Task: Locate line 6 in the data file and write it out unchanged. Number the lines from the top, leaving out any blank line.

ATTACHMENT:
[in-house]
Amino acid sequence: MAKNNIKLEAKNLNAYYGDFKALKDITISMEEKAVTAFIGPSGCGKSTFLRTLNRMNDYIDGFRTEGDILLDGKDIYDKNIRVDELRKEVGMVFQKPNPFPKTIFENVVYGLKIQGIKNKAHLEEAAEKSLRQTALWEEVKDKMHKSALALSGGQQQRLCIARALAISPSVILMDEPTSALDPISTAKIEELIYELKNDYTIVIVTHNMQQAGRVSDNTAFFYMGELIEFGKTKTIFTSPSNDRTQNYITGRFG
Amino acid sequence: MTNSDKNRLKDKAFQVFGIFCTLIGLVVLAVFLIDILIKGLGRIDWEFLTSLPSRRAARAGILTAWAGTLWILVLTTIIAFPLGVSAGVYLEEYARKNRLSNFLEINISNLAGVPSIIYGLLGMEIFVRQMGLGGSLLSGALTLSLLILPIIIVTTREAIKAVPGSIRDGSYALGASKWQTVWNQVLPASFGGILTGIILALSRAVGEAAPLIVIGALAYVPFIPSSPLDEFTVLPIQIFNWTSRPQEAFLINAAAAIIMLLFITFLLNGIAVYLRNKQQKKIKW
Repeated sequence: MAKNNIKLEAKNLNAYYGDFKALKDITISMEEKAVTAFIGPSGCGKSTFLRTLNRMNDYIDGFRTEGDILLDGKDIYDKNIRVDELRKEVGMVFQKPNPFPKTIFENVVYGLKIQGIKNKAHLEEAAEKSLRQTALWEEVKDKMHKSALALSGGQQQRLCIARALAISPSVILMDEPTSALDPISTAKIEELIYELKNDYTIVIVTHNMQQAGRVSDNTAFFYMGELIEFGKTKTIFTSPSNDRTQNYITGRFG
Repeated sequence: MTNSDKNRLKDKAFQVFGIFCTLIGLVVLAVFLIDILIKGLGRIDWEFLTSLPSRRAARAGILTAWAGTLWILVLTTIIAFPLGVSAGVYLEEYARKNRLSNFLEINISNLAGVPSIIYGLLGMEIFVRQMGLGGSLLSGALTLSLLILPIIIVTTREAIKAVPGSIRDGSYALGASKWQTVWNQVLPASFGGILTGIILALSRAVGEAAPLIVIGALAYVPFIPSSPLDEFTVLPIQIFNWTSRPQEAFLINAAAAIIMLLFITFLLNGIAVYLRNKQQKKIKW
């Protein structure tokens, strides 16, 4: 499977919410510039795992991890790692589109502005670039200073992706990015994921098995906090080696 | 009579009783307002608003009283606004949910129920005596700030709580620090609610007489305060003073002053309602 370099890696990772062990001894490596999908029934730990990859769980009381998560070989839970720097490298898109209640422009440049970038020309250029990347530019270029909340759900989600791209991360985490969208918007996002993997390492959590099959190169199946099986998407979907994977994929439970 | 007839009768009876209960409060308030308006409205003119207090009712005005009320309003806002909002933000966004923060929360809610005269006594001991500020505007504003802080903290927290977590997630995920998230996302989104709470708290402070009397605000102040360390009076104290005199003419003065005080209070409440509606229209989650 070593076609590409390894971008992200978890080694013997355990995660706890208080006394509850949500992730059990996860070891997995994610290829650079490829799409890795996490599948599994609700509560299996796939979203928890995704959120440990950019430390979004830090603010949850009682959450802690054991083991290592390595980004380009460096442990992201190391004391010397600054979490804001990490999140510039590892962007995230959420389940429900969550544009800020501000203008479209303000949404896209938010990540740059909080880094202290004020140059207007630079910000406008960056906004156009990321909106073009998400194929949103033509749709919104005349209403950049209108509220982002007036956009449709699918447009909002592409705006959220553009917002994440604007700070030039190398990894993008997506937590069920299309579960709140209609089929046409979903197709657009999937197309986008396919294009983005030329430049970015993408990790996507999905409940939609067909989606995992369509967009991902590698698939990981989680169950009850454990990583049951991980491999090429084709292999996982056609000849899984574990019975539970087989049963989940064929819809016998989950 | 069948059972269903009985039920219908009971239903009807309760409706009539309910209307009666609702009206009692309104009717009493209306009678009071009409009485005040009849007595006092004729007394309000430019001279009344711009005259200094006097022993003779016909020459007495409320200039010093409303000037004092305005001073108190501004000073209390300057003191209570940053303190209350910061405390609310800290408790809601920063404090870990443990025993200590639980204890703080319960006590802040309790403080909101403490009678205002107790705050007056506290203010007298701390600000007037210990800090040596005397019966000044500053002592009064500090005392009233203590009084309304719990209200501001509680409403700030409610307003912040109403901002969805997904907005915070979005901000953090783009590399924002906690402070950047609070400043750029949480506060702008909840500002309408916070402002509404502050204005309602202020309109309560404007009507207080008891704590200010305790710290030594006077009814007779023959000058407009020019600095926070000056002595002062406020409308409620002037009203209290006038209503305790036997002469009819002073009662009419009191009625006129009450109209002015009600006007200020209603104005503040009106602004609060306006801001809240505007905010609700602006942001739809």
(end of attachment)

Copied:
């Protein structure tokens, strides 16, 4: 499977919410510039795992991890790692589109502005670039200073992706990015994921098995906090080696 | 009579009783307002608003009283606004949910129920005596700030709580620090609610007489305060003073002053309602 370099890696990772062990001894490596999908029934730990990859769980009381998560070989839970720097490298898109209640422009440049970038020309250029990347530019270029909340759900989600791209991360985490969208918007996002993997390492959590099959190169199946099986998407979907994977994929439970 | 007839009768009876209960409060308030308006409205003119207090009712005005009320309003806002909002933000966004923060929360809610005269006594001991500020505007504003802080903290927290977590997630995920998230996302989104709470708290402070009397605000102040360390009076104290005199003419003065005080209070409440509606229209989650 070593076609590409390894971008992200978890080694013997355990995660706890208080006394509850949500992730059990996860070891997995994610290829650079490829799409890795996490599948599994609700509560299996796939979203928890995704959120440990950019430390979004830090603010949850009682959450802690054991083991290592390595980004380009460096442990992201190391004391010397600054979490804001990490999140510039590892962007995230959420389940429900969550544009800020501000203008479209303000949404896209938010990540740059909080880094202290004020140059207007630079910000406008960056906004156009990321909106073009998400194929949103033509749709919104005349209403950049209108509220982002007036956009449709699918447009909002592409705006959220553009917002994440604007700070030039190398990894993008997506937590069920299309579960709140209609089929046409979903197709657009999937197309986008396919294009983005030329430049970015993408990790996507999905409940939609067909989606995992369509967009991902590698698939990981989680169950009850454990990583049951991980491999090429084709292999996982056609000849899984574990019975539970087989049963989940064929819809016998989950 | 069948059972269903009985039920219908009971239903009807309760409706009539309910209307009666609702009206009692309104009717009493209306009678009071009409009485005040009849007595006092004729007394309000430019001279009344711009005259200094006097022993003779016909020459007495409320200039010093409303000037004092305005001073108190501004000073209390300057003191209570940053303190209350910061405390609310800290408790809601920063404090870990443990025993200590639980204890703080319960006590802040309790403080909101403490009678205002107790705050007056506290203010007298701390600000007037210990800090040596005397019966000044500053002592009064500090005392009233203590009084309304719990209200501001509680409403700030409610307003912040109403901002969805997904907005915070979005901000953090783009590399924002906690402070950047609070400043750029949480506060702008909840500002309408916070402002509404502050204005309602202020309109309560404007009507207080008891704590200010305790710290030594006077009814007779023959000058407009020019600095926070000056002595002062406020409308409620002037009203209290006038209503305790036997002469009819002073009662009419009191009625006129009450109209002015009600006007200020209603104005503040009106602004609060306006801001809240505007905010609700602006942001739809």